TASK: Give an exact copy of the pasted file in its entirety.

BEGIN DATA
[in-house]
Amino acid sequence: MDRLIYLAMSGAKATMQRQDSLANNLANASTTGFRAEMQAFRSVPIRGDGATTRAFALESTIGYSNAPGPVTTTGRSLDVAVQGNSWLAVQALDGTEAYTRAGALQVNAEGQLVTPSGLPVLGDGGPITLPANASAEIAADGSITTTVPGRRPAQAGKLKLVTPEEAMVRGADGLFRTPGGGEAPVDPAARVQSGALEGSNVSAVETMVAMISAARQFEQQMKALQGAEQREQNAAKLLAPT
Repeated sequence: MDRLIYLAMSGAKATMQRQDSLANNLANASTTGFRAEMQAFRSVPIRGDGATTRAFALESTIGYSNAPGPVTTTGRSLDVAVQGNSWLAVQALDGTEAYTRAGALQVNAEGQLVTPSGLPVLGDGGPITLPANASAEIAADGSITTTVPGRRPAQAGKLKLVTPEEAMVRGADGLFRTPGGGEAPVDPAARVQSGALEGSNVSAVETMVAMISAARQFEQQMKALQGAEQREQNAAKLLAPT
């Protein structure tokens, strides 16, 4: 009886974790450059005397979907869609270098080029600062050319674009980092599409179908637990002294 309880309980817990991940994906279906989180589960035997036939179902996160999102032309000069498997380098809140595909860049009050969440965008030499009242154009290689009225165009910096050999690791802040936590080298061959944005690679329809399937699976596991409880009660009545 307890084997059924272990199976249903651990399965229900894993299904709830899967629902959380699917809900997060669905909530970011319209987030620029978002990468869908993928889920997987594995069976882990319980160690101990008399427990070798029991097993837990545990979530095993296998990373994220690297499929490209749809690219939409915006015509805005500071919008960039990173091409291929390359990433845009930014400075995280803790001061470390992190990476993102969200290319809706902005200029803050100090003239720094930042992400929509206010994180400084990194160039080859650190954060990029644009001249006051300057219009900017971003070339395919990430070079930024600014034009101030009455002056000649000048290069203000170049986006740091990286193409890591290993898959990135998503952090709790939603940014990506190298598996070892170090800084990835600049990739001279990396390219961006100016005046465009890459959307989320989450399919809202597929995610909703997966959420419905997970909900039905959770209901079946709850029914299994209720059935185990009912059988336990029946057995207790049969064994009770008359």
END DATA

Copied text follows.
[in-house]
Amino acid sequence: MDRLIYLAMSGAKATMQRQDSLANNLANASTTGFRAEMQAFRSVPIRGDGATTRAFALESTIGYSNAPGPVTTTGRSLDVAVQGNSWLAVQALDGTEAYTRAGALQVNAEGQLVTPSGLPVLGDGGPITLPANASAEIAADGSITTTVPGRRPAQAGKLKLVTPEEAMVRGADGLFRTPGGGEAPVDPAARVQSGALEGSNVSAVETMVAMISAARQFEQQMKALQGAEQREQNAAKLLAPT
Repeated sequence: MDRLIYLAMSGAKATMQRQDSLANNLANASTTGFRAEMQAFRSVPIRGDGATTRAFALESTIGYSNAPGPVTTTGRSLDVAVQGNSWLAVQALDGTEAYTRAGALQVNAEGQLVTPSGLPVLGDGGPITLPANASAEIAADGSITTTVPGRRPAQAGKLKLVTPEEAMVRGADGLFRTPGGGEAPVDPAARVQSGALEGSNVSAVETMVAMISAARQFEQQMKALQGAEQREQNAAKLLAPT
């Protein structure tokens, strides 16, 4: 009886974790450059005397979907869609270098080029600062050319674009980092599409179908637990002294 309880309980817990991940994906279906989180589960035997036939179902996160999102032309000069498997380098809140595909860049009050969440965008030499009242154009290689009225165009910096050999690791802040936590080298061959944005690679329809399937699976596991409880009660009545 307890084997059924272990199976249903651990399965229900894993299904709830899967629902959380699917809900997060669905909530970011319209987030620029978002990468869908993928889920997987594995069976882990319980160690101990008399427990070798029991097993837990545990979530095993296998990373994220690297499929490209749809690219939409915006015509805005500071919008960039990173091409291929390359990433845009930014400075995280803790001061470390992190990476993102969200290319809706902005200029803050100090003239720094930042992400929509206010994180400084990194160039080859650190954060990029644009001249006051300057219009900017971003070339395919990430070079930024600014034009101030009455002056000649000048290069203000170049986006740091990286193409890591290993898959990135998503952090709790939603940014990506190298598996070892170090800084990835600049990739001279990396390219961006100016005046465009890459959307989320989450399919809202597929995610909703997966959420419905997970909900039905959770209901079946709850029914299994209720059935185990009912059988336990029946057995207790049969064994009770008359």